Enhance Your Video Surveillance With Flexible Computer Features
Video recording has changed a lot over the past few decades, and like many other industries and technologies, computers have become a major game-changer. Modern surveillance cameras are both easier to connect to a computer system and equipped with better ways to avoid computer infiltration, but there are ways to get the best of both worlds. If you want to keep your surveillance closed off from tampering while still getting some nice features, take a look at those features and your security options.
Easier Recording And Organization
Surveillance cameras can be input devices, and if you'd like an easier way to monitor and review footage, storing the video files on a more robust computer system is a good option. Instead of using just a standard surveillance system with a built-in hard drive and limited resources, you can access the video files with a more powerful computer to review or distribute at will.
The standard surveillance camera may not have standard connections that can attach to a computer. The box or control system that comes with the system includes a converter that can change the signal from the camera's end cables to something that the box can understand, and there are adapters available for the computer as well.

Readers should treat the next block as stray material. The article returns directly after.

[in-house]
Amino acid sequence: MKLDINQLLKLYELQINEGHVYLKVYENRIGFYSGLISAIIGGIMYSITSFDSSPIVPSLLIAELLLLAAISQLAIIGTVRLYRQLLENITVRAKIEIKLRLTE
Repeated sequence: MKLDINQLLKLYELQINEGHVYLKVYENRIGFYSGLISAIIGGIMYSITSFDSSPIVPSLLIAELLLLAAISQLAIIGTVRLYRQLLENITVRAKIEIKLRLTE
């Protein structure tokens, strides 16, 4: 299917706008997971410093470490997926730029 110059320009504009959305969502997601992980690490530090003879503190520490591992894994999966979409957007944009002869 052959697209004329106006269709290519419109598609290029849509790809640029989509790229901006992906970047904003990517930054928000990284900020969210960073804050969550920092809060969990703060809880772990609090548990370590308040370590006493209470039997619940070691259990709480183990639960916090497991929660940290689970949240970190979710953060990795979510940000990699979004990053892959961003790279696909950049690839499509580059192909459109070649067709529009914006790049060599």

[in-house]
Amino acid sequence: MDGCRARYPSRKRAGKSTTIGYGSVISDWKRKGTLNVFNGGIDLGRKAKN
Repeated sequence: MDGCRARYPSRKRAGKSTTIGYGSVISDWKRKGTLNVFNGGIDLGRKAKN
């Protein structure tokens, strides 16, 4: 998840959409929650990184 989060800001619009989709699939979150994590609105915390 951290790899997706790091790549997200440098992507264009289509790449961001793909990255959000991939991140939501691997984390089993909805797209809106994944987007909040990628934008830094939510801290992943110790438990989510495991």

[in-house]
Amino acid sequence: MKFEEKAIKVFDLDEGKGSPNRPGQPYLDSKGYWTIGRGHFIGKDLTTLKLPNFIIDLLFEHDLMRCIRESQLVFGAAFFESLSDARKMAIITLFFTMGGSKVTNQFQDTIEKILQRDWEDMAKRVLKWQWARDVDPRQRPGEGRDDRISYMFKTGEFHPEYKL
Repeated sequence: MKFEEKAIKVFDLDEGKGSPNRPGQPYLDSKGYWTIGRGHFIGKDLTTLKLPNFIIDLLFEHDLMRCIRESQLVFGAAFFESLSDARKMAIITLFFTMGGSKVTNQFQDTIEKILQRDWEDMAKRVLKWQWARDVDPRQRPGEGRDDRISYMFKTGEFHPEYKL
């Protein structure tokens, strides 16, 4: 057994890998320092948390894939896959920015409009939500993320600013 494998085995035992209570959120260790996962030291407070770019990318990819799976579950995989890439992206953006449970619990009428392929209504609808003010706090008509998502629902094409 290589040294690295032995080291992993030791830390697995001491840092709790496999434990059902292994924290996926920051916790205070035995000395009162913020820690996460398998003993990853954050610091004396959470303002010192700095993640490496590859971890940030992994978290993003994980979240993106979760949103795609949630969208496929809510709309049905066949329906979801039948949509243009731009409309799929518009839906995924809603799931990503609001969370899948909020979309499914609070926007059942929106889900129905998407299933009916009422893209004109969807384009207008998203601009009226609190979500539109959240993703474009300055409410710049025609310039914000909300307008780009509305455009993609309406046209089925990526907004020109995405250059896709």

Ask a video surveillance professional, such as American Wireless Alarm Inc, for adapters that can work with computer systems. Make sure to consider any specific security warnings that the professional may give, and consider using a secondary camera for computer use.
A Computer Connection Is A Risk, But A Manageable One
If your camera is connected to a computer system, you've created a potential path for hacking. In theory, a person could gain access to your computer and either delete the video files or stop the computer's recording ability.
There are many security practices that can mitigate this risk. Keeping up strong information security by restricting accounts, such as making sure that no administrative (admin) access is available to security personnel. Admin access is any access level that allows users to make changes to the system, such as install programs (which viruses can use to make changes). You can increase the restriction level by setting video files to read-only, stopping any attempts at removing files.
Information security is important, but the previously mentioned option of having a secondary camera may be a good idea to go along with any other protection policies. For review purposes, you could make your baseline security system an entirely connected to a security recording device, then add computer-connected computers afterwards.
Contact a video surveillance professional to discuss other configurations, enhancements and security concerns.